Campus Units

Education, School of, Industrial and Manufacturing Systems Engineering, Virtual Reality Applications Center, Human Computer Interaction

Document Type

Article

Publication Version

Published Version

Publication Date

6-2017

Journal or Book Title

International Journal of Artificial Intelligence in Education

First Page

1

Last Page

40

DOI

10.1007/s40593-017-0146-z

Abstract

The goal of this research was the development of a practical architecture for the computer-based tutoring of teams. This article examines the relationship of team behaviors as antecedents to successful team performance and learning during adaptive instruction guided by Intelligent Tutoring Systems (ITSs). Adaptive instruction is a training or educational experience tailored by artificially-intelligent, computer-based tutors with the goal of optimizing learner outcomes (e.g., knowledge and skill acquisition, performance, enhanced retention, accelerated learning, or transfer of skills from instructional environments to work environments). The core contribution of this research was the identification of behavioral markers associated with the antecedents of team performance and learning thus enabling the development and refinement of teamwork models in ITS architectures. Teamwork focuses on the coordination, cooperation, and communication among individuals to achieve a shared goal. For ITSs to optimally tailor team instruction, tutors must have key insights about both the team and the learners on that team. To aid the modeling of teams, we examined the literature to evaluate the relationship of teamwork behaviors (e.g., communication, cooperation, coordination, cognition, leadership/coaching, and conflict) with team outcomes (learning, performance, satisfaction, and viability) as part of a large-scale meta-analysis of the ITS, team training, and team performance literature. While ITSs have been used infrequently to instruct teams, the goal of this meta-analysis make team tutoring more ubiquitous by: identifying significant relationships between team behaviors and effective performance and learning outcomes; developing instructional guidelines for team tutoring based on these relationships; and applying these team tutoring guidelines to the Generalized Intelligent Framework for Tutoring (GIFT), an open source architecture for authoring, delivering, managing, and evaluating adaptive instructional tools and methods. In doing this, we have designed a domain-independent framework for the adaptive instruction of teams.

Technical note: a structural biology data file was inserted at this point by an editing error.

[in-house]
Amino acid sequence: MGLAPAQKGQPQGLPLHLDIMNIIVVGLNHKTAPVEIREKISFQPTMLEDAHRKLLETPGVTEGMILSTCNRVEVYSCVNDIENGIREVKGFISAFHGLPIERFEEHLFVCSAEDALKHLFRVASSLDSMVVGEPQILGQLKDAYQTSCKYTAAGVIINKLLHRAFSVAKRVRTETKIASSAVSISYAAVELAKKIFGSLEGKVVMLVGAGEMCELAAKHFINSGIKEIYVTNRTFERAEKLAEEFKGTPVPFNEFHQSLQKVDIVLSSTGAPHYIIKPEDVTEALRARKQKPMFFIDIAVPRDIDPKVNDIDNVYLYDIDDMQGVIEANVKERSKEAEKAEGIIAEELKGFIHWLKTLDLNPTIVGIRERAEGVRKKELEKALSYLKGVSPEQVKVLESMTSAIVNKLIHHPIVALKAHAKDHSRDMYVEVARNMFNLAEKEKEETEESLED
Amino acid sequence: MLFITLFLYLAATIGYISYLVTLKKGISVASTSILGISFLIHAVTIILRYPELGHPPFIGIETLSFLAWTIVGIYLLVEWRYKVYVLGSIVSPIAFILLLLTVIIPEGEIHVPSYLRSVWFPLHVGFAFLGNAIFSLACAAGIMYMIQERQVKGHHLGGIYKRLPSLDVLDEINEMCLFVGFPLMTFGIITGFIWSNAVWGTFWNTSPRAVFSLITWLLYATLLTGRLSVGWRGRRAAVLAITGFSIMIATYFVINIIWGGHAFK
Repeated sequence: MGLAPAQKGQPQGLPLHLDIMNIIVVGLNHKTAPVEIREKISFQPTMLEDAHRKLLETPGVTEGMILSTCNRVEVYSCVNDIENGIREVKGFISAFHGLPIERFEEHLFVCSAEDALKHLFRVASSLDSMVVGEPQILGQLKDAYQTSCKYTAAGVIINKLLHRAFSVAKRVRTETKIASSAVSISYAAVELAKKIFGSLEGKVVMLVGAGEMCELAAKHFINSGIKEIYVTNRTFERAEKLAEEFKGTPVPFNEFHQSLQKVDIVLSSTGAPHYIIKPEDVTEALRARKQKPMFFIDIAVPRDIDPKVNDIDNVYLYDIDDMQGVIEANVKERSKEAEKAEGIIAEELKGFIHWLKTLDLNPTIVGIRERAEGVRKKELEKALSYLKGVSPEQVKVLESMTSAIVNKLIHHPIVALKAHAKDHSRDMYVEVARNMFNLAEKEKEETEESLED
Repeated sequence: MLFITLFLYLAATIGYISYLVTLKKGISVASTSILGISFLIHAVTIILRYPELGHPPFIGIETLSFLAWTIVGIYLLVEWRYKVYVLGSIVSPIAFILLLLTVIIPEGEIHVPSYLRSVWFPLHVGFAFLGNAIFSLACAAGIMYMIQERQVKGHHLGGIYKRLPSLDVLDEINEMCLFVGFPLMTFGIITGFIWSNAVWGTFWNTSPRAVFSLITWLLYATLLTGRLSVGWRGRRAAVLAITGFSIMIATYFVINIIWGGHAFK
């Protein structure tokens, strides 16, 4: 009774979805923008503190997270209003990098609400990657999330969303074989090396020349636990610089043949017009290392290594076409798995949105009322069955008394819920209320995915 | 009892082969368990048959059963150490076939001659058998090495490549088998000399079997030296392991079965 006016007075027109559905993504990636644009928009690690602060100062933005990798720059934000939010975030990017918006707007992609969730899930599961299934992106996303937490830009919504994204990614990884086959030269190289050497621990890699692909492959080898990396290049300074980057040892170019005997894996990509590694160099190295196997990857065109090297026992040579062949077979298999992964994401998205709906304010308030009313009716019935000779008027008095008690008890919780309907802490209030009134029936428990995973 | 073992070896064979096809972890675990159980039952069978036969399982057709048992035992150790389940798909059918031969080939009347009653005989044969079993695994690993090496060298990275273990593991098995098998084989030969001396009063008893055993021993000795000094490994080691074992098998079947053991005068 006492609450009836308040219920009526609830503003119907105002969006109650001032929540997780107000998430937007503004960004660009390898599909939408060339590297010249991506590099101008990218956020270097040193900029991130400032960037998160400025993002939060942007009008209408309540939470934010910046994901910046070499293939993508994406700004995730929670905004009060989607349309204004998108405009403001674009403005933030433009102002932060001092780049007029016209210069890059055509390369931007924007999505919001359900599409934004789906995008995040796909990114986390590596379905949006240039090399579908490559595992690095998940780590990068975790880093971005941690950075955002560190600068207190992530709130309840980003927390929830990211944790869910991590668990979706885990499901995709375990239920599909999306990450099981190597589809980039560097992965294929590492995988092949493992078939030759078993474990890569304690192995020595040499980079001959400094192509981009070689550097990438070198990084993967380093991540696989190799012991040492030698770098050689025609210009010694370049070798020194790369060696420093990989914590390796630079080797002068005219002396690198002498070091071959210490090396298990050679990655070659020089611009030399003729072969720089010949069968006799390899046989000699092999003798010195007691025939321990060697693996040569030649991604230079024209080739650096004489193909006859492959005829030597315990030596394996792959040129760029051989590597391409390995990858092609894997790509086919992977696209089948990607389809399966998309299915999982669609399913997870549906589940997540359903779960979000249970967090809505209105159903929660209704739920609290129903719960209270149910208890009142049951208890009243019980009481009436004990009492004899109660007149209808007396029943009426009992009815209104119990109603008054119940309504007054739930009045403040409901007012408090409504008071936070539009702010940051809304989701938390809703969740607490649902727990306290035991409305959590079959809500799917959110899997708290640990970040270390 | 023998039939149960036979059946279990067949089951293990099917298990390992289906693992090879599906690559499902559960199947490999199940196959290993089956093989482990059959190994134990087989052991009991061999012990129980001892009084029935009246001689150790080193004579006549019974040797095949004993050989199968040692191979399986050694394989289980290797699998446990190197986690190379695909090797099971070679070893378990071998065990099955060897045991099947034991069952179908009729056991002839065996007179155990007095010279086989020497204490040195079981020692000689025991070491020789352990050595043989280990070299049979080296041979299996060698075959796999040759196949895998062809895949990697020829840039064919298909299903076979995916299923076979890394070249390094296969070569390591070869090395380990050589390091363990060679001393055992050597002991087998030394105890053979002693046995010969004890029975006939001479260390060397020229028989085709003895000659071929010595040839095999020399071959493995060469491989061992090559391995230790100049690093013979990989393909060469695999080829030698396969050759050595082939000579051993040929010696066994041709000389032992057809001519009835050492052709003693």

Comments

This article is published as Sottilare, Robert A., C. Shawn Burke, Eduardo Salas, Anne M. Sinatra, Joan H. Johnston, and Stephen B. Gilbert. "Designing adaptive instruction for teams: A meta-analysis." International Journal of Artificial Intelligence in Education (2017): 1-40. DOI:10.1007/s40593-017-0146-z. Posted with permission.

Rights

Works produced by employees of the U.S. Government as part of their official duties are not copyrighted within the U.S. The content of this document is not copyrighted.

Language

en

File Format

application/pdf

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